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Old 07-11-2017, 01:09 PM
 
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Anybody know how long it takes to drive from Whiting IN down to the loop? Just curious.
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Old 07-11-2017, 01:56 PM
 
3,480 posts, read 2,149,969 times
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Originally Posted by jvr789 View Post
Anybody know how long it takes to drive from Whiting IN down to the loop? Just curious.
Google maps says 32 minutes right now and anywhere from 30-70 minutes on a typical weekday morning commute. A very reasonable commute if you work downtown but with a population of less than 5,000 few are able to enjoy..
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Old 07-11-2017, 02:01 PM
 
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I think My Kind Of Town makes good points, and I think the rebuttals are fair as well.

What's more centrally located to employment opportunities Chicagoland area? Of course it's the near West suburbs, more so than NWI. I don't particularly think anyone would dispute that, and if they do, they're biased.

If you're talking job opportunity and being centrally located, then really what you're doing is assuming that you're going to change jobs in the relatively near future, and in that case, want to be covered when it comes to living close enough to that job. To each his own, however, I would say most people don't really have any particular expectation that they'll leave their current job in the near future, or at least if they did, could hone in their future jobs to specific areas (i.e. only jobs in the loop or W/SW burbs). Or, if it REALLY comes to it, if you live in NWI and there's a job in the far NW or Northern suburbs, then... just move there if the job makes it financially advantageous to live in that location as well. Seems pretty simple. But, to pay a premium in not only housing costs, but taxes, and normal every day costs of living... for the trade off being centrally located in case you need to find another job.... To me, that seems, not to be the most financially prudent decision.
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Old 07-11-2017, 02:36 PM
 
3,480 posts, read 2,149,969 times
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Originally Posted by svillechris View Post
I think My Kind Of Town makes good points, and I think the rebuttals are fair as well.

What's more centrally located to employment opportunities Chicagoland area? Of course it's the near West suburbs, more so than NWI. I don't particularly think anyone would dispute that, and if they do, they're biased.

If you're talking job opportunity and being centrally located, then really what you're doing is assuming that you're going to change jobs in the relatively near future, and in that case, want to be covered when it comes to living close enough to that job. To each his own, however, I would say most people don't really have any particular expectation that they'll leave their current job in the near future, or at least if they did, could hone in their future jobs to specific areas (i.e. only jobs in the loop or W/SW burbs). Or, if it REALLY comes to it, if you live in NWI and there's a job in the far NW or Northern suburbs, then... just move there if the job makes it financially advantageous to live in that location as well. Seems pretty simple. But, to pay a premium in not only housing costs, but taxes, and normal every day costs of living... for the trade off being centrally located in case you need to find another job.... To me, that seems, not to be the most financially prudent decision.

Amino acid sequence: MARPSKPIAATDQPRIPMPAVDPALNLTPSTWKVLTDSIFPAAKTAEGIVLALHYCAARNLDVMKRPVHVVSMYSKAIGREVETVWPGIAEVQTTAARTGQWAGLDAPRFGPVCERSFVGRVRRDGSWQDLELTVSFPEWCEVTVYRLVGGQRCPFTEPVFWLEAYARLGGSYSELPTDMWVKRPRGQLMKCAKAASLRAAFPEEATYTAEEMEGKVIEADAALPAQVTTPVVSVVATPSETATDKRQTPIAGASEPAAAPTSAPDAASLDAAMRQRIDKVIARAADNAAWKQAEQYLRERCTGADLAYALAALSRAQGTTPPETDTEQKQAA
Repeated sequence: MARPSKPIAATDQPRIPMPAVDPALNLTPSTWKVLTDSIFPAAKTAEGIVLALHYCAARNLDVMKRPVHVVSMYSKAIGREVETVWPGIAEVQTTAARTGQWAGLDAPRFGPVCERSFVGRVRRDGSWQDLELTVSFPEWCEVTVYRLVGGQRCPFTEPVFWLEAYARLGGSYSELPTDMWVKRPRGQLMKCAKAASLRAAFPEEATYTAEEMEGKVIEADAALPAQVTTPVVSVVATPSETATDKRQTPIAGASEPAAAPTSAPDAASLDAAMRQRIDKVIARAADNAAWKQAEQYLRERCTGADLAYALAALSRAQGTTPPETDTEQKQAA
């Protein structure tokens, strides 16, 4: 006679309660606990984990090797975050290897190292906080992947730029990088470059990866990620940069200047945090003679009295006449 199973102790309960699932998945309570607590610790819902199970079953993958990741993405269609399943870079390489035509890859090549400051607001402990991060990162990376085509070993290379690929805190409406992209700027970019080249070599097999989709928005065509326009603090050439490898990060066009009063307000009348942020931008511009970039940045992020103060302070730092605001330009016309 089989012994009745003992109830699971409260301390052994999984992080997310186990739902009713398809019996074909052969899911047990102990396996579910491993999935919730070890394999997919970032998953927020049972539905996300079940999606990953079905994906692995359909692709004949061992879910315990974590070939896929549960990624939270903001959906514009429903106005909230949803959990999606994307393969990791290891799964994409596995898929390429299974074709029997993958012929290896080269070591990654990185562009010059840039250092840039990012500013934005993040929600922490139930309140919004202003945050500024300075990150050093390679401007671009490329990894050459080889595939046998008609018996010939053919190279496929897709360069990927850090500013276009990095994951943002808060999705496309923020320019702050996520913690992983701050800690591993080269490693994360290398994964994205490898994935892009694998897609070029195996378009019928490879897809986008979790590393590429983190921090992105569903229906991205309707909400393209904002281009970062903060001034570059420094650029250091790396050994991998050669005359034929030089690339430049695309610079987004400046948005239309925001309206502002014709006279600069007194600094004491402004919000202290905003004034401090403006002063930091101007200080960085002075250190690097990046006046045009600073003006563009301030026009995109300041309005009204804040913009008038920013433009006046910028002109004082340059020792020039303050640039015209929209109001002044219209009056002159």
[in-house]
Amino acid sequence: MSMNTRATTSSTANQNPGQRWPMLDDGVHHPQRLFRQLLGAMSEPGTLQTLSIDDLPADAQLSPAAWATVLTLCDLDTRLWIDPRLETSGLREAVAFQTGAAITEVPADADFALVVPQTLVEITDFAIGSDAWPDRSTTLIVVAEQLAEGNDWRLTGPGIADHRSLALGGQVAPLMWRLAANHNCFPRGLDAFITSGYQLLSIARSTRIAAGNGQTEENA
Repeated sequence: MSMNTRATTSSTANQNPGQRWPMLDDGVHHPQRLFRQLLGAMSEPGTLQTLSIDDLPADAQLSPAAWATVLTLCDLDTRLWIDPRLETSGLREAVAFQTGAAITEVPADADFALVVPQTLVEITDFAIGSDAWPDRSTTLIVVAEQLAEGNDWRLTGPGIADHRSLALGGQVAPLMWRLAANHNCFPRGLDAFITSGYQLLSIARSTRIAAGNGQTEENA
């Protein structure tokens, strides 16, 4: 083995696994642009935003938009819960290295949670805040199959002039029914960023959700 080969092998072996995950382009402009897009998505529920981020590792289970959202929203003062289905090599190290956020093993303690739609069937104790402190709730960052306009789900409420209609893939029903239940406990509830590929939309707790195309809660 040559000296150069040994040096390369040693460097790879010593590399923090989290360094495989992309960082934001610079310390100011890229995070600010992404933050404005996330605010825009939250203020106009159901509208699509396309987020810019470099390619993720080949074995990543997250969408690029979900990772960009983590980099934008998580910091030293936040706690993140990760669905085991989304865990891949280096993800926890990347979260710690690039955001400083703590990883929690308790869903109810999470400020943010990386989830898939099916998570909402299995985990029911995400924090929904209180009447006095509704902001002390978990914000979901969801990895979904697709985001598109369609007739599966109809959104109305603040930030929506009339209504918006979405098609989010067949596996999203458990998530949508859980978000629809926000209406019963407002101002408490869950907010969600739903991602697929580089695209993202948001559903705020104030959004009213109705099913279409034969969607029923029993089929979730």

I think you are missing a big part of my perspective on this. Being centrally located to employment centers isn't just about assuming you are going to change jobs in the near future, it's about being ready and able to move to a better opportunity if it arises. Why would I want to limit my employment options to one part of the metro area? A few other points on this. Sometimes people change jobs not by choice but because they have to. Having spent the early part of my career during the Great Recession, I saw many people forced out not because they were poor performers but because there was not enough work to keep them employed. Having flexibility when hit with hard times is huge. Also, how many people really spend their entire career with the same employer these days? Recent studies show that the average person changes jobs 12 times throughout their career. For the average person that's once every 3.5 years! It's not that every job change will result in a drastically new work location within the metro area but let's say 1/3 of them do. I really don't want to be moving every 8-10 years because my work location moved from Chicago to Glenview to Naperville. Moving becomes even more difficult for young families that desire continuity for their kids in the local school system/church/sports/etc.